Of course, these are fussy begonias so lighting is going to be tricky too. They want to be in the brightest possible light without being in direct sunlight. Mine are all positioned on the edges of large, bright windows. They never receive direct sunlight but they have enough natural light. A number of them I grow outside over summer in shady positions which has served them really well producing the biggest plants.
Growing plants yourself is everything. Luckily the one easy thing about begonias is propagating them. I’ve tried two methods of propagating begonias and they are pretty foolproof. First I tried rooting a leaf of Begonia ‘Pollux’ in water, this worked really well and after a number of weeks roots and shoots formed below water. Unfortunately the problem with the water rooting method is that the next step of potting up is difficult as the shoots are at the foot of the stem. So, the better method is the tried and tested leaf cuttings. Easy to do, you simply take a new, vigorous leaf and either cut into strips or squares, place on top of compost in a covered seed tray and wait. As you can see from the photo above, you will have lots of new begonia babies to care for. Using the leaf cutting method, I took the cuttings in summer and left them for a month or so until the shoots started forming. I’ll wait until early spring before potting on.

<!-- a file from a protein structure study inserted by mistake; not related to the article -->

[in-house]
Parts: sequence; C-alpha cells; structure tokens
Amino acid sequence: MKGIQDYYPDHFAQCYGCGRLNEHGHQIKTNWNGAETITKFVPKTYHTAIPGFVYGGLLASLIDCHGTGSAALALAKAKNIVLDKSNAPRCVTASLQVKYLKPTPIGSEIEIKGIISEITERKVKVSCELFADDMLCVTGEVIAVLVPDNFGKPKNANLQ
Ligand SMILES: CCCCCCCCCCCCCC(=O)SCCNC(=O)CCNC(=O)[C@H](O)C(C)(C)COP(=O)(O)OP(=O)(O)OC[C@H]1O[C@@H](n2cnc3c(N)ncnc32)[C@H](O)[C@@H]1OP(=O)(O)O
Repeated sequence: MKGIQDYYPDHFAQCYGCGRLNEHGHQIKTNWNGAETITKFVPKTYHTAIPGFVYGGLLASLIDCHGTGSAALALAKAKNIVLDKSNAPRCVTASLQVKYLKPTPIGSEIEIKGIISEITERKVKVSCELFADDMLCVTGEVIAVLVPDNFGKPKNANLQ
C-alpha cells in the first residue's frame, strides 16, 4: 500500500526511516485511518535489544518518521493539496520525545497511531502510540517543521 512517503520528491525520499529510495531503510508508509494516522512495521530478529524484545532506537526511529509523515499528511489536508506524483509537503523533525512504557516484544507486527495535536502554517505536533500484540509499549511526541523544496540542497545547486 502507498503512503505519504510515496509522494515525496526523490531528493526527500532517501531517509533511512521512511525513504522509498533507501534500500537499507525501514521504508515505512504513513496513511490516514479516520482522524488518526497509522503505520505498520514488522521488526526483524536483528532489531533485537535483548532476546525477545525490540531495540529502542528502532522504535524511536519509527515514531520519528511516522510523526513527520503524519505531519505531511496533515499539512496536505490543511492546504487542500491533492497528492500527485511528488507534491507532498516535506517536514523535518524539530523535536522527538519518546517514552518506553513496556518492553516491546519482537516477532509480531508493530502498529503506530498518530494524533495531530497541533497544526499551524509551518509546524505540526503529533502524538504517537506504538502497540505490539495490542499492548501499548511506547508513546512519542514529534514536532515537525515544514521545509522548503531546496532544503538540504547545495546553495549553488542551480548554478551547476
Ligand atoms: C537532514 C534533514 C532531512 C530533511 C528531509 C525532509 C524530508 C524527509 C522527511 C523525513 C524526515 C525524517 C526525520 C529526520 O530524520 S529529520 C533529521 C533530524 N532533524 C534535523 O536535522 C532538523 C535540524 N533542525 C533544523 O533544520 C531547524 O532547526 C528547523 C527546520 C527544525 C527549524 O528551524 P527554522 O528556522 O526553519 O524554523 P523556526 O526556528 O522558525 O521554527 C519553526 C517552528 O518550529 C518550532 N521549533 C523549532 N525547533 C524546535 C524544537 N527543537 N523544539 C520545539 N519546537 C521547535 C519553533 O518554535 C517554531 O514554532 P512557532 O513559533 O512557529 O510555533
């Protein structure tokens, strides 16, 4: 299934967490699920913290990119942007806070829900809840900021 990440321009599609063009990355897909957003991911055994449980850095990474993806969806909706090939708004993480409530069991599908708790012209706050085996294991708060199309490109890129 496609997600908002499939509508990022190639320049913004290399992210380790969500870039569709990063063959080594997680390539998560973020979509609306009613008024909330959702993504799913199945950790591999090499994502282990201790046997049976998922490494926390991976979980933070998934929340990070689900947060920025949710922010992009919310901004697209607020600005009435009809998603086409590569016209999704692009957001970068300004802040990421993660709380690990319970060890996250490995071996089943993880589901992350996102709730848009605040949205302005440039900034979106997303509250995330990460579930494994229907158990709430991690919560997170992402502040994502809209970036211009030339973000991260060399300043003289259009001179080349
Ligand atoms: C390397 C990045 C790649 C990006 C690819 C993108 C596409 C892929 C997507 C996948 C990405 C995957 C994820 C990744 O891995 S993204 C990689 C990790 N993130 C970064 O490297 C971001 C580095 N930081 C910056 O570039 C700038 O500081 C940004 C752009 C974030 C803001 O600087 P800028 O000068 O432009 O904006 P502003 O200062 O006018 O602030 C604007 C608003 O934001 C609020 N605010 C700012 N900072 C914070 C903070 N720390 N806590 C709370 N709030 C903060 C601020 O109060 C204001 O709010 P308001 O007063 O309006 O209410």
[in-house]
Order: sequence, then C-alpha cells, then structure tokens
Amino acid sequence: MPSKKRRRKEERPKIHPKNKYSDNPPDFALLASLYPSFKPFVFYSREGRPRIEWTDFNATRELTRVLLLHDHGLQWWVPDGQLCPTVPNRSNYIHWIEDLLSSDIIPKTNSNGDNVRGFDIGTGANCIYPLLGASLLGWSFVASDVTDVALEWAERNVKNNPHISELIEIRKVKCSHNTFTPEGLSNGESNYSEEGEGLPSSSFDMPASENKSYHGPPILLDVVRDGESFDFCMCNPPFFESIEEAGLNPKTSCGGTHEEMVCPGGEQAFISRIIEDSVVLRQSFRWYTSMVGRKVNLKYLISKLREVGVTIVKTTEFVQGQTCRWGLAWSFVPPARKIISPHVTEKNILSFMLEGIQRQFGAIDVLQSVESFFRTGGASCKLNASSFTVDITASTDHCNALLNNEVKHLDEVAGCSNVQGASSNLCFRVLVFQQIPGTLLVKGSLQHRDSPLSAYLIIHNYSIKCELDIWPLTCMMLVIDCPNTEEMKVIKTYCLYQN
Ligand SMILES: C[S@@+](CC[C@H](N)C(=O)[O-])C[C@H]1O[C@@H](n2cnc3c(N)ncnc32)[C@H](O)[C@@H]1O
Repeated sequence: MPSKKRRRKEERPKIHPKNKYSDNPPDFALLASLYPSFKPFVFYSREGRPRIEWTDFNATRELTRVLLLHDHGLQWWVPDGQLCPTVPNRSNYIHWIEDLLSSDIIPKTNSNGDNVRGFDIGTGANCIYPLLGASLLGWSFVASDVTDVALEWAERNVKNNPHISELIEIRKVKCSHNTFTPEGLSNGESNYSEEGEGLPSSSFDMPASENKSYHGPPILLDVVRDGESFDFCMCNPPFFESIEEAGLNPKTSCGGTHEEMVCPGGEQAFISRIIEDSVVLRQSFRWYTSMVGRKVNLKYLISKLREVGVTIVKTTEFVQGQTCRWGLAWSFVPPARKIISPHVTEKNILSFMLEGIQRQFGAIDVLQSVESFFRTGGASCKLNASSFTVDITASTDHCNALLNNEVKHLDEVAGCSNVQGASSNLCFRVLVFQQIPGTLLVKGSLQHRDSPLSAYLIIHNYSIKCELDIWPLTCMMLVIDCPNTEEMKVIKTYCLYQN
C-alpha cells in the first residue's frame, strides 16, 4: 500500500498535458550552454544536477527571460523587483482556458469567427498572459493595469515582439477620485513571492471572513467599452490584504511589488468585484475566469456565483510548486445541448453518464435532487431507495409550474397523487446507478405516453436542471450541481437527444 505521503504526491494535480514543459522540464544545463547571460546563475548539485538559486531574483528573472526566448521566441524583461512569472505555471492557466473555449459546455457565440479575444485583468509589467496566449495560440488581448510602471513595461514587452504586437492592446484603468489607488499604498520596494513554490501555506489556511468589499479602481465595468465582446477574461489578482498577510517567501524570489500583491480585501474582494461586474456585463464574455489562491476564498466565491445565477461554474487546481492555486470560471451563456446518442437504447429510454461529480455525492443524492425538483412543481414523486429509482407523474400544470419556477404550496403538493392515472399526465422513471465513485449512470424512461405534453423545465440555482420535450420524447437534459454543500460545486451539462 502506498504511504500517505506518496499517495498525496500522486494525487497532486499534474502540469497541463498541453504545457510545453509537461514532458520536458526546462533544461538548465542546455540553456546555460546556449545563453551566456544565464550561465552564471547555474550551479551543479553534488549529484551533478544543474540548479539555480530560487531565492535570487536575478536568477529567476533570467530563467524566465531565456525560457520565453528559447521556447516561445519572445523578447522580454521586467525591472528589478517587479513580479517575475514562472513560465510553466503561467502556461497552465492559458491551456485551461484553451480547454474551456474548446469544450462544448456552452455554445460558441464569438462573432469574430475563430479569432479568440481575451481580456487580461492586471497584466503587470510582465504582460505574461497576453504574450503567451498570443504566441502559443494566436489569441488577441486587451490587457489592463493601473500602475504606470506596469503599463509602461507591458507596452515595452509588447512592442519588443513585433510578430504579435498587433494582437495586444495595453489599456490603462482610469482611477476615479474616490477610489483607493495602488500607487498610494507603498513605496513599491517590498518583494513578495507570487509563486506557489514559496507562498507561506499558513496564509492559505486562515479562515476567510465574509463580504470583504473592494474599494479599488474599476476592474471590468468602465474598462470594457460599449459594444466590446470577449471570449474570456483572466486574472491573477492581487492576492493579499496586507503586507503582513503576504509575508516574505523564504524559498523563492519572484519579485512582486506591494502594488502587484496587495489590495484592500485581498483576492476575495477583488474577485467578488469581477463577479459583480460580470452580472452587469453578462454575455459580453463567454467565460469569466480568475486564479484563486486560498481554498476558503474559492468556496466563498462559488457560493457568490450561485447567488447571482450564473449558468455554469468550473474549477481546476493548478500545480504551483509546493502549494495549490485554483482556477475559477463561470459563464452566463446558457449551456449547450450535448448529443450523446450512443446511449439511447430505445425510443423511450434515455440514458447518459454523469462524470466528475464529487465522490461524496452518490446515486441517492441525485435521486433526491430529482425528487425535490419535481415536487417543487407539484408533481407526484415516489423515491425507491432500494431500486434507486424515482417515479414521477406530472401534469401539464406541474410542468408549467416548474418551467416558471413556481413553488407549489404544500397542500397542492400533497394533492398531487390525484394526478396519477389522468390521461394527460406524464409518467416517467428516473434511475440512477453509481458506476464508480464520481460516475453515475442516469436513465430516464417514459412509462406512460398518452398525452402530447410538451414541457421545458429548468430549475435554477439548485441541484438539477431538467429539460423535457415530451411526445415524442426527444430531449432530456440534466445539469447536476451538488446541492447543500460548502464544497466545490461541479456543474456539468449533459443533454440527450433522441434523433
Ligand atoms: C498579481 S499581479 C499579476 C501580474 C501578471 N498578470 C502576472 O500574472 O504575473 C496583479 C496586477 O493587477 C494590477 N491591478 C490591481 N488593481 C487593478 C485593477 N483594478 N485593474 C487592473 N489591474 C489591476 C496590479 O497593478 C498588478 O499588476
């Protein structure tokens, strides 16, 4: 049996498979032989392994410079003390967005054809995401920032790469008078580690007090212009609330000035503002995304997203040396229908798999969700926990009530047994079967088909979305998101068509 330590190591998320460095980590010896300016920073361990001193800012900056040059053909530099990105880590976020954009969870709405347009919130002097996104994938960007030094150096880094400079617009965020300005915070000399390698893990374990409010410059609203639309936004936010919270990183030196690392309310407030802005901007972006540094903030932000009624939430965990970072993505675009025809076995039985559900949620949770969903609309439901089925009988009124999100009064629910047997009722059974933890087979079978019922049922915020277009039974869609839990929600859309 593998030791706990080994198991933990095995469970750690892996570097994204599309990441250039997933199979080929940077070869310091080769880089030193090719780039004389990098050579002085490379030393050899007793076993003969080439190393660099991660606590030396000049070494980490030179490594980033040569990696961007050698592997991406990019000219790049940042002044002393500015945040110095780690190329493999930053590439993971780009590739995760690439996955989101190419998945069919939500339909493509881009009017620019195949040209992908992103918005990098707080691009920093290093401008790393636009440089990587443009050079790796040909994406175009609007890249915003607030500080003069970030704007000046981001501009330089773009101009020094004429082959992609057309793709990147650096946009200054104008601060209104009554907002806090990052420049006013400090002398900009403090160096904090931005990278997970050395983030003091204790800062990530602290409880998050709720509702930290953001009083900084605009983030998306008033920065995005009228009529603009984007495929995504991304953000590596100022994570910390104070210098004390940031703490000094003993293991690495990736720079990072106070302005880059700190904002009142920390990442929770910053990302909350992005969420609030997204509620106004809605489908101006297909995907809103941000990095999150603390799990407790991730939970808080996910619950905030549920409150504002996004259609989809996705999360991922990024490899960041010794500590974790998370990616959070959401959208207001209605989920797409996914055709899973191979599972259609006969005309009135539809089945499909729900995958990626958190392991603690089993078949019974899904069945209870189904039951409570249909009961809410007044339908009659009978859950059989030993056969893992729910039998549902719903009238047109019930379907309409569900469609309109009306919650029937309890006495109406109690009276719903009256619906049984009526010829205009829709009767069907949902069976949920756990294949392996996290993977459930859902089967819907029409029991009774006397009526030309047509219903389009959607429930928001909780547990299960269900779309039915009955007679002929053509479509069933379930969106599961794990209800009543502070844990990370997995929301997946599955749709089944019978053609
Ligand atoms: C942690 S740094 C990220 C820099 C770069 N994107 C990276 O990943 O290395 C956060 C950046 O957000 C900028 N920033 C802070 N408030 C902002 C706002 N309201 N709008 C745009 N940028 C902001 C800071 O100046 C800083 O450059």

Have you tried growing Begonia at home? How have you found them? What works for you and what doesn’t? Or do you plan to try next year?
Latest posts by Jack Wallington (see all)
- Pot’s Growing On: experimenting with tender plants outside - December 9, 2018
- Grow your own, change YOUR world - December 3, 2018
- Mossy Rock (part three) - November 30, 2018